Iranian Society of Gynecology Oncology

Document Type : Original Research Article


1 Department of Obstetrics & Gynecology, Arash Women’s Hospital, Tehran University of Medical Sciences, Tehran, Iran

2 School of Medicine, Tehran University of Medical Sciences, Tehran, Iran


Background & Objective: We compared two different methods of visual inspection of the cervix, including Visual inspection of the cervix with acetic acid (VIA) and Visual inspection of the cervix with Lugol's iodine (VILI) in terms of sensitivity and specificity in diagnosis of pre-malignant cervical lesions in comparison to colposcopy guided biopsy.
Materials & Methods: In this cross-sectional study, a total number of 200 women who were referred to the colposcopy clinic of Arash women’s hospital (Tehran, Iran) for cervical cancer screening, underwent VIA, VILI, and colposcopy guided biopsy during 2018-2019.
Results: The calculated sensitivity and specificity of VIA and VILI in this population were (100% and 69.5%) and (100% and 60%), respectively, whereas the sensitivity and specificity of both VIA and VILI tests in combination were 100% and 77.2%. The positive and negative predictive values were 32.7% and 100%, respectively, when combined form of VIA and VILI was applied in this population.
Conclusion: VIA and VILI alone or in combination could be used as screening tests to evaluate the presence of cervical cancer and in case of positive results, supplementary tests such as colposcopy guided biopsy could be performed for definite diagnosis.


 VIA and VILI alone or in combination could be used as screening tests to evaluate the presence of cervical cancer and in case of positive results, supplementary tests such as colposcopy guided biopsy could be performed for definite diagnosis.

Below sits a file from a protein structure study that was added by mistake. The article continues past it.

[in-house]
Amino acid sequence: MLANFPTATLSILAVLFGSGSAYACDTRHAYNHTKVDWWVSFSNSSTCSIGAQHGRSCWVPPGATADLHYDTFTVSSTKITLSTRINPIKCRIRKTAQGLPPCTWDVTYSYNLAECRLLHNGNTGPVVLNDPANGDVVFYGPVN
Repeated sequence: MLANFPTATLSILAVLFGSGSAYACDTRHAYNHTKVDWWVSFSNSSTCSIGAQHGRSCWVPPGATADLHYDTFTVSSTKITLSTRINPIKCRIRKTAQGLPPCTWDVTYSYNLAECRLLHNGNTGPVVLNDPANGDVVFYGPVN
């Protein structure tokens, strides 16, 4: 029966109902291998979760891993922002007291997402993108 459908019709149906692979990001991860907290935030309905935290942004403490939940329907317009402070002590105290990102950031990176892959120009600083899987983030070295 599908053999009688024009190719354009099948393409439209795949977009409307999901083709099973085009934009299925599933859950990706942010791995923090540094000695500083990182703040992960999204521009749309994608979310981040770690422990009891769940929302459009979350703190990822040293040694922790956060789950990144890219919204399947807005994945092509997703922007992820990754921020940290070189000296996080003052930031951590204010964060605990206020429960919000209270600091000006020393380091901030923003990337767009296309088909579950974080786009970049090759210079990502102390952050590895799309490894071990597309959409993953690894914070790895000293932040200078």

Main Subjects


Cervical cancer has the fourth place between the most common cancers of women in the world and the second place in low- and middle-income countries (LMICS). Cervical cancer as a life-threatening disease poses a considerable economical and mental pressure to the involved patients and their families, and increases medical financing costs nationally. (1-3). Fortunately, it’s a preventable disease and usually has a long pre-invasive course (4). So using screening program can help to find this cancer and pre-courser the cancer in this period (5, 6). Nowadays several screening programs are available. Using Pap smear and HPV testing in cervical cancer screening, help to recognize pre-invasive and invasive disease and appropriate treatment can decrease the burden of the disease. But in less developed regions, due to shortage of health care service and treatment and lack of health information among people, the scenario is quite different (7). It seems that alternative methods for cervical cancer screening that are based on direct cervix visualization after application of 3% to 5% acetic acid (VIA) or iodine solution (VILI) can be promising in this context (8, 9). These methods are inexpensive, don`t require laboratory infra- structure, are easy to apply and could be done even by ordinary paramedics, and have immediate results which allow faster treatment and use of “screen and treat protocol” (10, 11). Due to cultural and socio-economical characteristics of our country, it is essential to use low-cost, feasible and short-term screening methods that their results are immediately available and do not need to visit the cases frequently. So, the present research focused at comparing the results of these 3 visual inspection procedures in screening the cervical cancer using acetic acid, Lugol’s iodine, and colposcopy-guided biopsy.